W3C home > Mailing lists > Public > w3c-wai-hc@w3.org > October to December 1997

meeting happenings

From: Al Gilman <asgilman@access.digex.net>
Date: Fri, 14 Nov 1997 21:30:51 -0500 (EST)
Message-Id: <199711150230.VAA01937@access5.digex.net>
To: w3c-wai-hc@w3.org (HC team)
Cc: jbrewer@w3.org
A lot has happened in one short week thanks to the face-to-face
meetings in Austin.  On the whole, this is good.  Let me try to
bring the whole working group up to speed on what has been
happening.  There will be minutes from the HTML and Styles
Working Groups, and fresh drafts.  But let me try to outline the
major points.

First HTML.

The final meeting of the HTML WG as we have known it happened
Tuesday afternoon and Wednesday.  Tuesday morning included a
review of the WAI proposals.  Daniel and I represented the HC
team in this review with backup on policy and W3C issues from
Judy Brewer.  Gregory Rosmaita sat in and observed for part of
the day.

In the course of this review we agreed to some changes in the
proposals, but the overall level of capability is comparable in

We reduced the OPTGROUP capability to support only one, not an
arbitrary number, of levels of grouping.  There will be OPTGROUPs
containing OPTIONs but not containing nested OPTGROUPs.  On the
other hand, the OPTGROUP syntax was retained as opposed to using
a GROUP attribute (analogous to AXIS) in OPTIONs.  The rationale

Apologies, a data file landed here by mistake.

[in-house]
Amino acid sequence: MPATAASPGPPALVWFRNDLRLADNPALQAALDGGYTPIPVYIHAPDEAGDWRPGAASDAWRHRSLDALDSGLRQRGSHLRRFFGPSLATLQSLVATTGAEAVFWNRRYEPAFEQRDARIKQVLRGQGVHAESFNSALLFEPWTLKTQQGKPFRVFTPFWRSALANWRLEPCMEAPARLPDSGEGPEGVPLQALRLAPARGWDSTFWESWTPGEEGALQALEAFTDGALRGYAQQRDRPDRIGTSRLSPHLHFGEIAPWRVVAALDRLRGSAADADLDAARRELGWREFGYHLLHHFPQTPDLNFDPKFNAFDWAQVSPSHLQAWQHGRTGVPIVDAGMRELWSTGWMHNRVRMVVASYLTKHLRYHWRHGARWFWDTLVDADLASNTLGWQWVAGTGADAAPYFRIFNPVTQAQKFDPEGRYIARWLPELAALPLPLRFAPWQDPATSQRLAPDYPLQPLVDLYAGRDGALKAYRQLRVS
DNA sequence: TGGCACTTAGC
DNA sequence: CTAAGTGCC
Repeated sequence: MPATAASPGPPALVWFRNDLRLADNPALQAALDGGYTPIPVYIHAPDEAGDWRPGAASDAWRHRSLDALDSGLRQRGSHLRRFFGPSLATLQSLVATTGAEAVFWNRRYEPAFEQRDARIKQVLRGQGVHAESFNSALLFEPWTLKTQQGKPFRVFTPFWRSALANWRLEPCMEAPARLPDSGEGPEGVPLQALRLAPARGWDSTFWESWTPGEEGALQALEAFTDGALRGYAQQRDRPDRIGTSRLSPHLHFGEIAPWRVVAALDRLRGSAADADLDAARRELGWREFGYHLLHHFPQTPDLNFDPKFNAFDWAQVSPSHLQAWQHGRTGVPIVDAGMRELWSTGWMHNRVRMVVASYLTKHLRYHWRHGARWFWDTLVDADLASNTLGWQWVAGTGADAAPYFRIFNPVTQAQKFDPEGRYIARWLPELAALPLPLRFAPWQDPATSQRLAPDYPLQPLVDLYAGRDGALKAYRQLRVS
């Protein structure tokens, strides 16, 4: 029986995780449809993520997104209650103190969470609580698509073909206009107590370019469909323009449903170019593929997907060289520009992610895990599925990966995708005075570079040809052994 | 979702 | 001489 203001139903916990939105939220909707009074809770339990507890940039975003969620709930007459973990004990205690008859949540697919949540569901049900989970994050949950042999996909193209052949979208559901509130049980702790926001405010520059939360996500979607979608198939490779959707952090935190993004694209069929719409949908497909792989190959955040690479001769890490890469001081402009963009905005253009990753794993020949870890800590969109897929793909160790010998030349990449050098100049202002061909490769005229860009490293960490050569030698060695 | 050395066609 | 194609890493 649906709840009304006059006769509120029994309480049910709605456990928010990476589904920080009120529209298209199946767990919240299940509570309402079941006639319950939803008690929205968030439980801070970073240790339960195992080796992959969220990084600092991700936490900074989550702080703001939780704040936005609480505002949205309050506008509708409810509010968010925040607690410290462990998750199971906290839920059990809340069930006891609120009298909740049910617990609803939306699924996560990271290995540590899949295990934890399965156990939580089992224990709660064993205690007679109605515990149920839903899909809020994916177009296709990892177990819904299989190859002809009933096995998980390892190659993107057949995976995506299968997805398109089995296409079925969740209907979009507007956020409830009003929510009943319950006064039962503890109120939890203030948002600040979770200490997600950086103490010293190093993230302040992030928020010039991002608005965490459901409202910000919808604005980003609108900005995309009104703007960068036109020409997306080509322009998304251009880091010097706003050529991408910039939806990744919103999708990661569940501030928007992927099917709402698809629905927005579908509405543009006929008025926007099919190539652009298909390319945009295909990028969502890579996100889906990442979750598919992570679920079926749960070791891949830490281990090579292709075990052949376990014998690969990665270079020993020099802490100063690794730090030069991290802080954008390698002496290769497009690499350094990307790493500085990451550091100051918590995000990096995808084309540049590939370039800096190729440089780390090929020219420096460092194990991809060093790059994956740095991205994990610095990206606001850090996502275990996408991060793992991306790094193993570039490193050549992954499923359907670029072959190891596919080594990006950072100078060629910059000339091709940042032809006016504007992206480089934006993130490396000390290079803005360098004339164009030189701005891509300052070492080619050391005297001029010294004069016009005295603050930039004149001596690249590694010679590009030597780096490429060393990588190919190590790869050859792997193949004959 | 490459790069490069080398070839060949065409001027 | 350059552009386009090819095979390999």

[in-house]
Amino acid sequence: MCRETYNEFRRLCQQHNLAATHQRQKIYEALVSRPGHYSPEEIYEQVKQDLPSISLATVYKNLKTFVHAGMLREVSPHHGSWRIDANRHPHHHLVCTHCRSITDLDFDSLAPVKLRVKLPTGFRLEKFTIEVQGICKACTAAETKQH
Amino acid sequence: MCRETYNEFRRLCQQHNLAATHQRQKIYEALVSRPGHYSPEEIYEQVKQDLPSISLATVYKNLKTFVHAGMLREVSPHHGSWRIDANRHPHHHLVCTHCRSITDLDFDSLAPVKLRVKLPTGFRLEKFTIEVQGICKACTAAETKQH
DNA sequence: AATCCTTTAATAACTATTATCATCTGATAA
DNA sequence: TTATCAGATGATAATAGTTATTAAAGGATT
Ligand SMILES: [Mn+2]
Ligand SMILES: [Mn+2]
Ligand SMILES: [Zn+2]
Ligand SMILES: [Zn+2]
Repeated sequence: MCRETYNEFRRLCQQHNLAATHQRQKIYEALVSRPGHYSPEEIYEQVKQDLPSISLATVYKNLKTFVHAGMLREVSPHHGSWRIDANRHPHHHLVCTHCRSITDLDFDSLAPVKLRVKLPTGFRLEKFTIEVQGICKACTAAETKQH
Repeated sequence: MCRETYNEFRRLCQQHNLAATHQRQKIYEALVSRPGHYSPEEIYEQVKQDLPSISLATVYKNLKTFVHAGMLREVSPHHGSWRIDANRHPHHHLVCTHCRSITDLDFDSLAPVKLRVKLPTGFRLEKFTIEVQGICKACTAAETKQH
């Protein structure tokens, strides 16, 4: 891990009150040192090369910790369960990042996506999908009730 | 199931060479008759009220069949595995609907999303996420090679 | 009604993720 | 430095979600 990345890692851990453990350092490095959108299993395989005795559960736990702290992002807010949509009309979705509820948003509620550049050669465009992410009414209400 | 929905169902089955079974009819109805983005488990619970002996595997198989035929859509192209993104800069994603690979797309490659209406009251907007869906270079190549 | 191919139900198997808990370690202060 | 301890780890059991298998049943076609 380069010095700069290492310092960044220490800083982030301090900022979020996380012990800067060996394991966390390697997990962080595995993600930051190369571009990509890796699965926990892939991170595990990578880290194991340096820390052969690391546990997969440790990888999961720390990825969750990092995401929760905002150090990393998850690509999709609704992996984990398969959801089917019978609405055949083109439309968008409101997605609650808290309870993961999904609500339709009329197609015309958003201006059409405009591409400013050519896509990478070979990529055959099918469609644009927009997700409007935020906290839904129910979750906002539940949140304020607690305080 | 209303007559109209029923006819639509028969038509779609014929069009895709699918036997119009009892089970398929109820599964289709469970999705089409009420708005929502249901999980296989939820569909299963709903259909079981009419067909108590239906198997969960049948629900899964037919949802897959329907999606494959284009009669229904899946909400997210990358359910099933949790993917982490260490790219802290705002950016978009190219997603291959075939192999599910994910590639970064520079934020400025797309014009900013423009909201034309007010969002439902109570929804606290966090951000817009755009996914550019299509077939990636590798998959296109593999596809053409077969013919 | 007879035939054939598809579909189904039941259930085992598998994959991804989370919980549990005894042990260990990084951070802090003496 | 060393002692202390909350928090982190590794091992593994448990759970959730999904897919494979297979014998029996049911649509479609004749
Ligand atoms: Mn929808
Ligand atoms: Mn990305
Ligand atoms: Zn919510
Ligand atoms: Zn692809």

for staying with the OPTGROUP container syntax is that it is
believed to be easier for authors to understand and hence will be
more likely to get used.

The rationale for retreating to one-deep grouping is that the
vendors, led by Scott Isaacs, convinced us that they are eager to
get on with a more ambitious hierarchical-list proposal in the
near future but don't have time to work out the details in time
for 4.0.  This decision was also made easier by input from the
WAI representatives that having multi-level nesting capability is
not a show-stopper from an accessibility perspective.

Another change where at first blush one might feel as though we
gave ground is in the area of maps for OBJECTs.  We exchanged the
"shapes" attribute on OBJECT for the capability to put general
block-level HTML in a MAP.  This means that if an OBJECT contains
an image with sensitive regions, that one should use the USEMAP
to link to a MAP which gives the sensitive regions either by AREA
elements as at present or else by putting shape attributes on
Anchor elements in free-form HTML.  The structured-text
alternative capability of this design is very similar to what we
would get with "shapes" on OBJECT.  The sense of the meeting was
that this approach will be easier to explain to authors and to
get them to use.

The Proposed Recommendation is up now for public review and
member voting.  The final language of the specification is
amenable to adjustments by Tim Berners-Lee, the Director of the
W3C, in consideration of comments received during this voting
period.  The adjustments that we agreed on with the HTML Working
Group will go to Tim as part of a package of technical correction
comments from the Working Group.  You will not see changes in the
public Proposed Recommendation; there will be a Working Group
draft of the document as amended with these Working Group
comments that the HC team members can and should read to check
the details.

Those two areas are the only substatial changes.

As I mentioned in the GL discussion, the ACRONYM element was
re-insered in addition to adding ABBR.

Our position on the Q tag has been accepted as the HTML working